1. In a suit for partition, at the first stage, the court decides whether the plaintiff has a share in the suit property and is entitled to division and separate possession. This position is exercise of judicial function and results in a decree under Order XX Rule 18(1) termed as preliminary decree under Order XX Rule 18(2) of CPC.
The decree is termed a preliminary decree when further proceedings have to be taken before the suit can be completely disposed of. It is a final decree when such adjudication completely disposes of the suit. It may be partly preliminary and partly final.
2. If the court can conveniently and without further enquiry, make the division without assistance of the commissioner or upon agreement of the parties or where the parties agree upon the manner of division, the court can pass a composite decree comprising the preliminary decree declaring the rights of several parties as well as the final decree dividing the properties by metes and bounds in regard to immoveable properties.
3. In order to determine whether a decree in a suit was a preliminary decree or a final decree or a decree partly preliminary and partly final, reference has to be made to the decree itself. Where it is a compromise decree, the answer to this issue has to be gathered from the “intention of the parties”. The intention would be gathered from the facts which would indicate as to whether anything remained to be done for the future on the question of partition of properties jointly held.
4. If a division by metes and bounds cannot be made without further enquiry, then first, the preliminary decree shall be passed and thereafter a commissioner is appointed to physically examine the property to suggest manner of division.
5. Consequential division by metes and bounds is a ministerial or administrative act requiring physical inspection, measurements, calculations and consideration of various permutations/ combinations/alternatives of division which is referred to the collector/local commissioner under Order XXVI. This duty in the normal course of the proceedings before the court is a continuation of the preliminary decree.
6. If only a preliminary decree is passed at the first stage, no separate application is necessary for passing of a final decree.
7. On receipt of the report of the commissioner and hearing objections thereto, the court passes the final decree whereby the relief of separating the property by metes and bounds is granted.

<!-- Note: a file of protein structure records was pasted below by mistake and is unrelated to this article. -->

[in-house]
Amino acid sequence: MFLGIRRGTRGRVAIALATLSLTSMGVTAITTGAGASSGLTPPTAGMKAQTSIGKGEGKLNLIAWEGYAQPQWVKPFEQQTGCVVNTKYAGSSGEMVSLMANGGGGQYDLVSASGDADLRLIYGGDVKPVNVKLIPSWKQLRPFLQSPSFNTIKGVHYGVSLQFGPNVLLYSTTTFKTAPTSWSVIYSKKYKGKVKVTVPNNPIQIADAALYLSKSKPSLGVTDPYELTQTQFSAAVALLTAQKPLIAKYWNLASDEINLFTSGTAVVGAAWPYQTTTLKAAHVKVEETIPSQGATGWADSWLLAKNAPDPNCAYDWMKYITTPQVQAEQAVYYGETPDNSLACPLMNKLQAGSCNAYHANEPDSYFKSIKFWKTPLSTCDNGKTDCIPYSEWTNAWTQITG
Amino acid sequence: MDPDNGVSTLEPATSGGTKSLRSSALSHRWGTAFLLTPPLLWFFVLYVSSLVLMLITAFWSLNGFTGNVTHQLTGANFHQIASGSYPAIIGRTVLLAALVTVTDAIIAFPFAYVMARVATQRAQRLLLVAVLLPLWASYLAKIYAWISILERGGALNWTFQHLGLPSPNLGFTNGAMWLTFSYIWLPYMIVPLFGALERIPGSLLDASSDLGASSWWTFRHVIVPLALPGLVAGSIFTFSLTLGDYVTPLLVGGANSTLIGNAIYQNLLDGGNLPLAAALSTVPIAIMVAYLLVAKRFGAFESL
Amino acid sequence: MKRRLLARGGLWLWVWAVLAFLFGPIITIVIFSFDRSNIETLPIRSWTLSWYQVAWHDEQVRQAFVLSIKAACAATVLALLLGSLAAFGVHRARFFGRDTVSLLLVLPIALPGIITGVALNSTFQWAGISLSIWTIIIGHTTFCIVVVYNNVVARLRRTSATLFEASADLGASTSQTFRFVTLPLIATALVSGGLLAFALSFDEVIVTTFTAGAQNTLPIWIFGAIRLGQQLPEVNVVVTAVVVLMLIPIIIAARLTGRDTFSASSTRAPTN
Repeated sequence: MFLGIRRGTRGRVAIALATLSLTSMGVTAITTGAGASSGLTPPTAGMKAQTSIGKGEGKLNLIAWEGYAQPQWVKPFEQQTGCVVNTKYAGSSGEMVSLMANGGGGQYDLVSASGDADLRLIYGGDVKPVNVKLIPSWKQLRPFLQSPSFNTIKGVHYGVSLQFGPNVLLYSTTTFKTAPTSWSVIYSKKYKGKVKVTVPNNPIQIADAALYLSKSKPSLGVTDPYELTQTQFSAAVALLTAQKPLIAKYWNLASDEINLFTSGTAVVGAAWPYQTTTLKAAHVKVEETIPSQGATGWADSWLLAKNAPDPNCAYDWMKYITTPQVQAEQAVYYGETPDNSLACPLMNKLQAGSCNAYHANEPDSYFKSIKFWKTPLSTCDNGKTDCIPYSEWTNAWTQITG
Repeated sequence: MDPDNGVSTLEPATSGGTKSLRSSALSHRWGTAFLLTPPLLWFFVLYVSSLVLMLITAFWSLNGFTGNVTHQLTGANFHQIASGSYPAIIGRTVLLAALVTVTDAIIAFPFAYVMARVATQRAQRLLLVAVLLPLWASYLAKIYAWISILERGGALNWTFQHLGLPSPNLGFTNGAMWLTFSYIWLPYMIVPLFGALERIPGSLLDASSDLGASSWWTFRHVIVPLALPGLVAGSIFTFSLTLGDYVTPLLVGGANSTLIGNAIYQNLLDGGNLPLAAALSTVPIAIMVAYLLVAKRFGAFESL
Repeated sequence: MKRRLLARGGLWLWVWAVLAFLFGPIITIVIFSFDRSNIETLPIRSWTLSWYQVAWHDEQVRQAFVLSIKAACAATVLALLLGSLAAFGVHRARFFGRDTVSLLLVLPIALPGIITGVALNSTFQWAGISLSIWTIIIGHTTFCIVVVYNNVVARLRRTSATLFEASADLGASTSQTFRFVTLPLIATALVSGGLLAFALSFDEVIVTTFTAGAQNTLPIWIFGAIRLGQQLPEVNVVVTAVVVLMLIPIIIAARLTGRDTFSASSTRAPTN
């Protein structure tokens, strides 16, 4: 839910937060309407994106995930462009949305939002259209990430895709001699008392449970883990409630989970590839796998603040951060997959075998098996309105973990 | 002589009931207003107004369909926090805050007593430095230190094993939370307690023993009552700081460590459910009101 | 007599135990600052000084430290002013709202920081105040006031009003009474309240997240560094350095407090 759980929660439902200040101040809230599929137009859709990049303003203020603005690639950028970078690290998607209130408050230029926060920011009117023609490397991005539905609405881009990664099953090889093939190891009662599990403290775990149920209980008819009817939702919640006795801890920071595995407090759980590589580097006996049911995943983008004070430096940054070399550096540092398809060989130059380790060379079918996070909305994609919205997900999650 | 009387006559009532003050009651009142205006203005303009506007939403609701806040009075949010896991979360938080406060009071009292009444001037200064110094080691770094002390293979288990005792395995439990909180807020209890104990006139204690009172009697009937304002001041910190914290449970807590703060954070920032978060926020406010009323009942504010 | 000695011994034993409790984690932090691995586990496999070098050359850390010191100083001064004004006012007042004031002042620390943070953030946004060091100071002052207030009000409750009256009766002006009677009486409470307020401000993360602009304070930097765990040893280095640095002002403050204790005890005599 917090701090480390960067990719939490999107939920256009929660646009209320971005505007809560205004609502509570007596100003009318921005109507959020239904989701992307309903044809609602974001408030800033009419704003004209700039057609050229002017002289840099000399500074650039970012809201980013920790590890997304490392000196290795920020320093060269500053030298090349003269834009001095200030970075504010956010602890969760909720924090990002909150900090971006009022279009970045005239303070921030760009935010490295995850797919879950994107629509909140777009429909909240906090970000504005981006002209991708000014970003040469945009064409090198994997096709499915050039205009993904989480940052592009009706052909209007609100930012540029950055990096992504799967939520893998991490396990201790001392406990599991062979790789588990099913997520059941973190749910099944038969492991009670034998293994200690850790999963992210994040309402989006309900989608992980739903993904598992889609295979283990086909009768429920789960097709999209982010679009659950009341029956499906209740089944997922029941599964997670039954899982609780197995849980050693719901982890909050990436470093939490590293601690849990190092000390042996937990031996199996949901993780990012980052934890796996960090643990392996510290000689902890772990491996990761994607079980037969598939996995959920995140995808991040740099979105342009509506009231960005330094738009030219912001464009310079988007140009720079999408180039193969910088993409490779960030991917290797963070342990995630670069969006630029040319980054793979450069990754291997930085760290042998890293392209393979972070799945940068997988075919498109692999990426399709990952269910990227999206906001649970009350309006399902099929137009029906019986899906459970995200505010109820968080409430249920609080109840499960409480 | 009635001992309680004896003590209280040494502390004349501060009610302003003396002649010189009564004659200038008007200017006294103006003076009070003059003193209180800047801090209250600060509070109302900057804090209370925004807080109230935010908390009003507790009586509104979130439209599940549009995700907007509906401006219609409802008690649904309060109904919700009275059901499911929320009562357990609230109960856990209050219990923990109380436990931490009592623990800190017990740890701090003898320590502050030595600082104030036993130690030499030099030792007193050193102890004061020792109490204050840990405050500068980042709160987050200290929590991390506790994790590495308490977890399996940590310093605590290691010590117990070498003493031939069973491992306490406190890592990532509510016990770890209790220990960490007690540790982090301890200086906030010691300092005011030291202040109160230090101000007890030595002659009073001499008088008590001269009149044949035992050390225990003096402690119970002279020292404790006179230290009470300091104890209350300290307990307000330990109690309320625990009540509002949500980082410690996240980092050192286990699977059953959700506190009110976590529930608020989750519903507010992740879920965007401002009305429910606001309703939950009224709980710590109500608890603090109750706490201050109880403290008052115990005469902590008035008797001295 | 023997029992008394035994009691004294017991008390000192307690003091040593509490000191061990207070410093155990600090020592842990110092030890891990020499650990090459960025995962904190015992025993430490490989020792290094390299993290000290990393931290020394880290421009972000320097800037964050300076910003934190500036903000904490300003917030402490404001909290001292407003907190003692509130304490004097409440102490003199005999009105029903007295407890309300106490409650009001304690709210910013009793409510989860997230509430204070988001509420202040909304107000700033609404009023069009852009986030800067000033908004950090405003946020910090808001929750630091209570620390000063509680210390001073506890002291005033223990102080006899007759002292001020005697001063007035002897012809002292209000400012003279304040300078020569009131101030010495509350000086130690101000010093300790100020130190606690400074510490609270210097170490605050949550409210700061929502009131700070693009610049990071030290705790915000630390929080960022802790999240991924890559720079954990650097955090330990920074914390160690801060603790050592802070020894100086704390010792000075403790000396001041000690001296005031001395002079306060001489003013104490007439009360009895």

8. In a partition suit, a final decree can be in the form of a decree passed on a compromise between the parties in its entirety leaving nothing to be done in the future.
9. In a partition suit, under Section 2 of the Partition Act, having regard to the nature of the property or large number of shareholders or in other special circumstance, if it appears to the court that the division of the property cannot reasonably or conveniently be made and that a sale of the property would be more beneficial, it can direct sale of the property and distribution of the proceeds as per shares declared. In addition, the court may be requested to direct sale by shareholders, interested individually or collectively to the extent of one moeity or upwards.
10. It is not obligatory on the court to give a positive finding that the property is incapable of division by metes and bounds. It should only, “appear” that it is not so capable of division. Parties may jointly agree to such dispossession of the property.
11. The request from the shareholder (s) for sale of the property does not have to be in the nature of a formal prayer.
12. The words employed in Section 3(1) only require the shareholder has to merely inform the court or to notify to it that he is prepared to buy at a valuation the share of the party asking for sale. No formal application for the purpose is necessary.
13. The right of a co-sharer to purchase a property directed to be sold under Section 3 of the Partition Act accrues on the date the co-sharer request the court to sell the property to him. The valuation of the shares has to be made on the date of accrual of this right.
14. In a partition suit, the plaintiff is not wholly dominus litis. After a shareholder has applied for leave to buy at a valuation under Section 3 of the Partition Act, the plaintiff who requested the court to exercise the power under Section 2 of ordering the sale, cannot withdraw the suit under Order 23 Rule 1 of the CPC.
15. In partition matters, it is always open to the parties to enter into a fresh arrangement including a decision to be again joint with respect to the properties meaning thereby that they may throw the properties in the common pool once again